Nowadays, many landowners are re-discovering the benefits of warm-season grasses. Adding warm-season grass pastures to a grazing system that already has cool-season grasses creates a complimentary forage system which allows livestock owners to keep their herds feeding on high-quality forage for a longer period of time.

The same pasture that’s good for cattle can also be good for conservation.

Providing grass that supports herds and habitat is more feasible than some may think. Including warm-season grasses in rotational grazing plans can be a great way to provide better grazing for livestock and, at the same time, improve wildlife habitat.

Cattle producers can learn more about how the use of native warm-season grasses can benefit livestock and native wildlife July 13 at a grazing workshop that will be held on a private farm in Dade County near Everton. This workshop, which will be from 9 a.m.-3 p.m., is a collaborative effort of the Missouri Department of Conservation (MDC), the Natural Resources Conservation Service, the U.S. Fish & Wildlife Service, Quail Forever and Pheasants Forever.

We’ll get to the conservation aspect of warm-season grasses in a minute, but first, here’s more about the grazing benefits:

Beef is big business in Missouri – the state ranks third nationally (behind Texas and Oklahoma) in beef cow inventory. Providing nutritious grazing is key to keeping the state’s beef industry thriving and that brings us back to warm-season grasses.

A variety of plants can be termed warm-season grasses, but in Missouri, the types that get frequent mentions are big bluestem, little bluestem, sideoats gramma, Indian grass, and switchgrass. When Missouri was settled in the 1800s, these were grasses that could be found on the more than 15 million acres of prairie that existed in the state. In addition to serving as habitat for many wildlife species, early settlers quickly learned these prairie grasses were good for grazing and haying. However, without knowledge of native grass management, the prairie grasses were weakened by over-grazing, late-mowing, plowing and other types of land-use changes. Over time, the native warm-season grasses were gradually replaced by non-native cool-season grasses. This transition eliminated plants needed by wildlife and also got rid of a good summer food source for livestock.

Nowadays, many landowners are re-discovering the benefits of warm-season grasses. Adding warm-season grass pastures to a grazing system that already has cool-season grasses creates a complimentary forage system which allows livestock owners to keep their herds feeding on high-quality forage for a longer period of time.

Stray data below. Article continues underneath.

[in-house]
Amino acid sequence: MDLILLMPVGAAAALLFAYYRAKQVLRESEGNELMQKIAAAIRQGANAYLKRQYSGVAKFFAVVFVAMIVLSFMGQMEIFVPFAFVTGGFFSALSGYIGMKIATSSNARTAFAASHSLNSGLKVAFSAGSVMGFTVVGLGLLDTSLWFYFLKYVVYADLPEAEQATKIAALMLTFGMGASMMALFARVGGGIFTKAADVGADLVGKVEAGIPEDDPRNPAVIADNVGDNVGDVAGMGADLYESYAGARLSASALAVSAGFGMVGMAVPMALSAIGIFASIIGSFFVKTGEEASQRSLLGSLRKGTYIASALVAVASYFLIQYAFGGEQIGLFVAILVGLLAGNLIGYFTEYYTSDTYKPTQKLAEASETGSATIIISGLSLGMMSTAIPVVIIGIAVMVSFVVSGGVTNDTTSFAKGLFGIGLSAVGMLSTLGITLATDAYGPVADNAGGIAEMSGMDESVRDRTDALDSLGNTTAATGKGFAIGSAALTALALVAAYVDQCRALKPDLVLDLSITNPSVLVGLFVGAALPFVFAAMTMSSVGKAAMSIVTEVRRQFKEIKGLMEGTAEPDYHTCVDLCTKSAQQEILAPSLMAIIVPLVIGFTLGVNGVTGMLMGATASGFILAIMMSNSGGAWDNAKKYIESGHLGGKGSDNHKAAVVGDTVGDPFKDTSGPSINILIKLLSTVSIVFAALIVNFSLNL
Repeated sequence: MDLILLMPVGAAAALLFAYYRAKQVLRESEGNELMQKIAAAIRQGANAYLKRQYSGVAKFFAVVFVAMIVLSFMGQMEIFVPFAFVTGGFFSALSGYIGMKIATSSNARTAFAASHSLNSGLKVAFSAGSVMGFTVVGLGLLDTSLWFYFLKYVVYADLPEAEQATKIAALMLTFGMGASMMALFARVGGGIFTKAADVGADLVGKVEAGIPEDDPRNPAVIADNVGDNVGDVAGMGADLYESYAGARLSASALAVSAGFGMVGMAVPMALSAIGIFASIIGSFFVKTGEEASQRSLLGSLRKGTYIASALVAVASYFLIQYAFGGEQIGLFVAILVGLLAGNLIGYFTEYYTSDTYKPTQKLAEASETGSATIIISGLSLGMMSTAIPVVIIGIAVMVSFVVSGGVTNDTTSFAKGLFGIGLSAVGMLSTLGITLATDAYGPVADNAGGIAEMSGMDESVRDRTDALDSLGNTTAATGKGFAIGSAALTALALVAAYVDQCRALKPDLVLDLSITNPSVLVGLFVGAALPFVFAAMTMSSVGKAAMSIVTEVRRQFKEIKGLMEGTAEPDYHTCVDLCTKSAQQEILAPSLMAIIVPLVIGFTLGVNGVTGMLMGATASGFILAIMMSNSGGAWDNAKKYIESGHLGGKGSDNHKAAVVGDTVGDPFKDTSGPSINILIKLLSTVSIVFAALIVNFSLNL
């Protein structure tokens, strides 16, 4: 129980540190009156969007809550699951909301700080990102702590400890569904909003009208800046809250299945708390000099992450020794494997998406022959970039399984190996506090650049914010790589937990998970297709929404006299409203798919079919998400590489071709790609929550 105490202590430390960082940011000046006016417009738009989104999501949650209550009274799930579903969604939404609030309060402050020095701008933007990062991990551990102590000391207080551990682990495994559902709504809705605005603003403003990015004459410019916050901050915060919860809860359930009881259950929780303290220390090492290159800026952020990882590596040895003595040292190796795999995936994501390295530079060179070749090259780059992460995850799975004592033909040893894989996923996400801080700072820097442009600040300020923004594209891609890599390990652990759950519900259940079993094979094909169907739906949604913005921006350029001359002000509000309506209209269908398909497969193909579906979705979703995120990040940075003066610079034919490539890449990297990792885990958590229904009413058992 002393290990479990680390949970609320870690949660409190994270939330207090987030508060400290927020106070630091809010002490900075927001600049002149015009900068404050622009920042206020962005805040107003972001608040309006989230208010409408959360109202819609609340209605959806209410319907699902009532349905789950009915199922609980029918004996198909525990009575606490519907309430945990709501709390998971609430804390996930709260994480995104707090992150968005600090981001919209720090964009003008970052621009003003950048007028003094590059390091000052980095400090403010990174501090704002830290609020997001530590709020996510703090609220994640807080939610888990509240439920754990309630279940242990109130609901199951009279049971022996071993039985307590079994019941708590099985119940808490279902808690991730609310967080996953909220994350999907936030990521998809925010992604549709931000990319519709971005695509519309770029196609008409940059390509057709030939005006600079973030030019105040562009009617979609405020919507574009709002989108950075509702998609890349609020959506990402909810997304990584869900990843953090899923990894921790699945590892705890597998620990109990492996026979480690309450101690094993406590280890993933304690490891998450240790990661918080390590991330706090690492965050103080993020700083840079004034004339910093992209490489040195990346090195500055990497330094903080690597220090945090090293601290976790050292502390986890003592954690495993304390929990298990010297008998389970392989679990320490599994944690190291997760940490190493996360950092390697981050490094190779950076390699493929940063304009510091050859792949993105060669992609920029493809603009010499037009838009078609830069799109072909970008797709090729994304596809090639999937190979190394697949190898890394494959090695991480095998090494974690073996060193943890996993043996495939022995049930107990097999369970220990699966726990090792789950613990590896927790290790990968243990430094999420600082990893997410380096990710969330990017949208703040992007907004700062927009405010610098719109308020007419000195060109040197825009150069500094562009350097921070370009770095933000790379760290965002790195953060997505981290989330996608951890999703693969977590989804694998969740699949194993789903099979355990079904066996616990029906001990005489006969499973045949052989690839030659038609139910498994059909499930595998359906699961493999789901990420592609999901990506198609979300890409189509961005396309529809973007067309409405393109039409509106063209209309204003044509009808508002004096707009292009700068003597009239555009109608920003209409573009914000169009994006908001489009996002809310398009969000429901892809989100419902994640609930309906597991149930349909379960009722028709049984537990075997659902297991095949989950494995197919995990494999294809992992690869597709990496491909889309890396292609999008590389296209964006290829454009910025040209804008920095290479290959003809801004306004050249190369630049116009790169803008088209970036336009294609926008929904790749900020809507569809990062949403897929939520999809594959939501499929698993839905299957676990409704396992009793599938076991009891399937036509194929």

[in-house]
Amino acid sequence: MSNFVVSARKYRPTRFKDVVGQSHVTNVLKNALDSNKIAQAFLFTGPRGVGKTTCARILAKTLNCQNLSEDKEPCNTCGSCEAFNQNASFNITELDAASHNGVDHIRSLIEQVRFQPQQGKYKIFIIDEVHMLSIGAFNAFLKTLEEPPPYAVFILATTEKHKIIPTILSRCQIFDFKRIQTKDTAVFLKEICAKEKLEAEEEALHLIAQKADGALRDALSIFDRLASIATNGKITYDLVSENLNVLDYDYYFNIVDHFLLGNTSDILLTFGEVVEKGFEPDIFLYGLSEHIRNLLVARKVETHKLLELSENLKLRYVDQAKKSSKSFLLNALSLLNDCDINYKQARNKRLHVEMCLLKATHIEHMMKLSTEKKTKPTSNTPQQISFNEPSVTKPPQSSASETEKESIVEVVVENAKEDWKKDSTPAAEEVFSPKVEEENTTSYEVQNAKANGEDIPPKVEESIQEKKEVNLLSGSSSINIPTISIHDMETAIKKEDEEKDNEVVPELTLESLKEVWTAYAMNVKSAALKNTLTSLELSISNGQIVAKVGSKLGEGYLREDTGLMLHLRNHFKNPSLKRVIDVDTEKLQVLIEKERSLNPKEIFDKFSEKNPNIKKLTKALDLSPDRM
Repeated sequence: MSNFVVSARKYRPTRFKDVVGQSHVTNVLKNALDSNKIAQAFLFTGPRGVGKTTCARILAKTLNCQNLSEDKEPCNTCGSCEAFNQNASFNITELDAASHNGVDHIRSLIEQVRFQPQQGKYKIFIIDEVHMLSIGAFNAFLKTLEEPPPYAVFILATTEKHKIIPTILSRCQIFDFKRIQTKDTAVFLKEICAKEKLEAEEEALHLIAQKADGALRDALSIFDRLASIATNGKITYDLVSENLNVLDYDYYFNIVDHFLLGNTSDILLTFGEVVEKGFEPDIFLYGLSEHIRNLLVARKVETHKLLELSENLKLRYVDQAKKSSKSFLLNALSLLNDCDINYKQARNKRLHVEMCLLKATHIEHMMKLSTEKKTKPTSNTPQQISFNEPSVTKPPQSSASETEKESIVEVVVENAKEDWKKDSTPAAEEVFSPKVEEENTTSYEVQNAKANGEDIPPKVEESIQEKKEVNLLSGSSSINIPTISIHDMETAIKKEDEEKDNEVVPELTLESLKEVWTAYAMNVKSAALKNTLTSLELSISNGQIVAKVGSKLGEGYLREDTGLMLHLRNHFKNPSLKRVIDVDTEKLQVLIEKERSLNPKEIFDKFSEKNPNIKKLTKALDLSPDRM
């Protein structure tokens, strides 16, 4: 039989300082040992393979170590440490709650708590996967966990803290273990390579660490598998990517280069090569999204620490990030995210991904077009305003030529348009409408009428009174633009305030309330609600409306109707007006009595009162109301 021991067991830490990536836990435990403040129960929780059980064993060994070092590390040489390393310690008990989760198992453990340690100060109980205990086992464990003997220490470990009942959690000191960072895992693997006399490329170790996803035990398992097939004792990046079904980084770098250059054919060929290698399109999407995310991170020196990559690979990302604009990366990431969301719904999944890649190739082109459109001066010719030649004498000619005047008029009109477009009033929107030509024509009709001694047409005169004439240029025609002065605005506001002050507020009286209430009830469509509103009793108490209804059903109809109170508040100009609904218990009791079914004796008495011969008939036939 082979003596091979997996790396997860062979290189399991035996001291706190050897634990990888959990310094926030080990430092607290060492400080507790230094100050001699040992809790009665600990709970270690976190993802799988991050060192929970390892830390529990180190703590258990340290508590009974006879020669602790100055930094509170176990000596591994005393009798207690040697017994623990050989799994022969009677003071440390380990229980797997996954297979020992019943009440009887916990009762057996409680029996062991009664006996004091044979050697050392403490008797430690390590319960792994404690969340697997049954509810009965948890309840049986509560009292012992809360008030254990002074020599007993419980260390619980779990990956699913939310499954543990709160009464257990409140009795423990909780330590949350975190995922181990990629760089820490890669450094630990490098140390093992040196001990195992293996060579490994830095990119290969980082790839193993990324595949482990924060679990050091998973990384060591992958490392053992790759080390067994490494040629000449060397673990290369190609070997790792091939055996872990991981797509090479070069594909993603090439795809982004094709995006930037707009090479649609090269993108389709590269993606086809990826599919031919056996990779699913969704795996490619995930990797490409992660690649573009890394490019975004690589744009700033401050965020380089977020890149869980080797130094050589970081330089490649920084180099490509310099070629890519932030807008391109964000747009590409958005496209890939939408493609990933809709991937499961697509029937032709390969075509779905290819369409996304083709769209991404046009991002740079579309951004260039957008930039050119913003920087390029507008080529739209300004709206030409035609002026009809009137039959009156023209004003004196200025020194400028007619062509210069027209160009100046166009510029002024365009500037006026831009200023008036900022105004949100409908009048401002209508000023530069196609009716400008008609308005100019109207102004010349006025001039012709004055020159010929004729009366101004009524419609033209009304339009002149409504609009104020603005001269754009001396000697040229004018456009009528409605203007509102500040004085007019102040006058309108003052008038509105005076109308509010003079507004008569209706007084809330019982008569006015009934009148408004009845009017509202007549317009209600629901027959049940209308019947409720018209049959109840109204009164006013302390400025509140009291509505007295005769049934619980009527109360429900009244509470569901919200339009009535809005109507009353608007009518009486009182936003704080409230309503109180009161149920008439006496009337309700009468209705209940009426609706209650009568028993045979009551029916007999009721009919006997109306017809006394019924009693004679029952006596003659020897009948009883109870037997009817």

The reason for this is that it combines grasses with different growing periods. Warm and cool-season grasses are most nutritious while they are vigorously growing. Cool-season grasses experience their peak growth during spring and fall. Warm-season grasses, meanwhile, grow most in summer. By making use of each type of grass during its period of peak quality, livestock owners can keep their herds feeding on high-nutrition forage for the entire grazing season. Warm-season grasses also make good hay. To the landowner, the primary benefits of a native grass hayfield are ease of maintenance, reduced fertilizing needs, dependable production and a harvest that occurs at normal lulls in the farming operation.

And, yes, there are benefits for wildlife, too. Warm-season grasses begin growth later in the year and are not ready to be grazed or hayed until mid-summer. By then, most of the ground-nesting wildlife that need these plants for habitat have hatched their broods.

Landowners wishing to attend the July 13 grazing workshop can register by contacting MDC Private Land Conservationist Landry Jones at 417-326-5189, ext. 1848 or at Landry.Jones@mdc.mo.gov . The address of the farm where the workshop will be held is 249 Route O in Dade County.

Information about using warm-season grasses in a grazing operation can also be found at mdc.mo.gov.

Francis Skalicky is the media specialist for the Missouri Department of Conservation’s Southwest Region. For more information about conservation issues, call 417-895-6880.